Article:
Pamela Andrews is a pious, innocent fifteen-year-old who works as Lady B's maidservant in Bedfordshire. The novel starts after Lady B has died, when her son, the squire Mr. B, begins to pay Pamela more attention, first giving her his mother's clothes, then trying to seduce her in the Summer House. When he wants to pay her to keep the attempt secret, she refuses and tells Mrs. Jervis, the housekeeper, her best friend at the house. Undaunted, he hides in her closet and pops out and tries to kiss her as she undresses for bed. Pamela debates returning to her impoverished parents to preserve her innocence, but remains undecided.
Mr. B claims that he plans to marry her to Mr. Williams, his chaplain in Lincolnshire, and gives money to her parents in case she will let him take advantage of her. She refuses and decides to go back to her parents, but Mr. B intercepts her letters to her parents and tells them that she is having a love affair with a poor clergyman and that he will send her to a safe place to preserve her honour. Pamela is then driven to Lincolnshire Estate and begins a journal, hoping it will be sent to her parents one day. The Lincolnshire Estate housekeeper, Mrs. Jewkes, is no Mrs. Jervis: she is a rude, "odious", "unwomanly" woman who is devoted to Mr. B; Pamela suspects that she might even be "an atheist!". Mrs. Jewkes constrains Pamela to be her bedfellow. Mr. B promises that he won't approach her without her leave, and then in fact stays away from Lincolnshire for a long time.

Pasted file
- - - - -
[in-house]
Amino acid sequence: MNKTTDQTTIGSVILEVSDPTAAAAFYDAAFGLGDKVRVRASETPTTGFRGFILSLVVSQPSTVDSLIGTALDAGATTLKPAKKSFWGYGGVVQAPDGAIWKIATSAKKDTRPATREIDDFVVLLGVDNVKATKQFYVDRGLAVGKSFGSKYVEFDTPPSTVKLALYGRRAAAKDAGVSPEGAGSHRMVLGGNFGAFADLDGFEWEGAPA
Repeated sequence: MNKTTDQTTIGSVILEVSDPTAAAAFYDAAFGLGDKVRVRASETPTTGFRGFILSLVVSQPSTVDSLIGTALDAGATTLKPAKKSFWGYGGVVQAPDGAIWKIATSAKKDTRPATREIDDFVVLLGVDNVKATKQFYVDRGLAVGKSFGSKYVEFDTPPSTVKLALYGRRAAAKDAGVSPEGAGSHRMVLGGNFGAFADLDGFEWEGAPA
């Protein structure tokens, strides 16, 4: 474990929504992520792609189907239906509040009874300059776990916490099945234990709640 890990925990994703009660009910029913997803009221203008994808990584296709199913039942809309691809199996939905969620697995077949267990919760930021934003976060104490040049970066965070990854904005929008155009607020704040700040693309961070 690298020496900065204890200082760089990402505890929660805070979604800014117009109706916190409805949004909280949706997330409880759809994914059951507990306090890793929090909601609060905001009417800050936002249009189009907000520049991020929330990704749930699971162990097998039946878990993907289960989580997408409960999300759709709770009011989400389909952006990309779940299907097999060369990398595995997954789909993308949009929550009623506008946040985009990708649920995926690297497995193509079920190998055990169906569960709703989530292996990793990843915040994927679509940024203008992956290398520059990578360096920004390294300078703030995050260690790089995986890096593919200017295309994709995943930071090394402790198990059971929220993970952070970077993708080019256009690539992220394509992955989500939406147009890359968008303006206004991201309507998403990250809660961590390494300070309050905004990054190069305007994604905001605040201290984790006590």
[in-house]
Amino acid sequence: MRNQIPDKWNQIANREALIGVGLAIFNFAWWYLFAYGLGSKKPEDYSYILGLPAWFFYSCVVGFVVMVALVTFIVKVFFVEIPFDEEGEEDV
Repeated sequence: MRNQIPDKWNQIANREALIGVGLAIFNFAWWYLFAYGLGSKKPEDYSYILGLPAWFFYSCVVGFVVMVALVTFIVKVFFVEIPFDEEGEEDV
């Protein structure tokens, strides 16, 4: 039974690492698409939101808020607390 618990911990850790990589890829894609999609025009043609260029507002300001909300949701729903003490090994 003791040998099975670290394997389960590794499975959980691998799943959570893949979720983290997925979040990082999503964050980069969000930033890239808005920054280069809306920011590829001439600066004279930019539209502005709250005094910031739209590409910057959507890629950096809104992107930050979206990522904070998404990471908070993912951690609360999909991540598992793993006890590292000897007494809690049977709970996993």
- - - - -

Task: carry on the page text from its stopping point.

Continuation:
Pamela meets Mr. Williams and they agree to communicate by putting letters under a sunflower in the garden. Mrs. Jewkes continues to maltreat Pamela, even beating her after she calls her a "Jezebel". Mr. Williams asks the village gentry for help; though they pity Pamela, none will help her because of Mr. B's social position. Sir Simon even argues that no one will hurt her, and no family name will be tarnished since Pamela belongs to the poor Andrews family. Mr. Williams proposes marriage to her to escape Mr. B's wickedness.
Mr. Williams is attacked and beaten by robbers. Pamela wants to escape when Mrs. Jewkes is away, but is terrified by two nearby cows that she thinks are bulls. Mr. Williams accidentally reveals his correspondence with Pamela to Mrs. Jewkes; Mr. B jealously says that he hates Pamela, as he has claimed before. He has Mr. Williams arrested and plots to marry Pamela to one of his servants. Desperate, Pamela thinks of running away and making them believe she has drowned in the pond. She tries unsuccessfully to climb a wall, and, when she is injured, she gives up.
Mr. B returns and sends Pamela a list of articles that would rule their partnership; she refuses because it means she would be his mistress. With Mrs. Jewkes' complicity, Mr. B gets into bed with Pamela disguised as the housemaid Nan, but, when Pamela falls into a fit and seems like to die, he seems to repent and is kinder in his seduction attempts. She implores him to stop altogether. In the garden he implicitly says he loves her but can't marry her because of the social gap.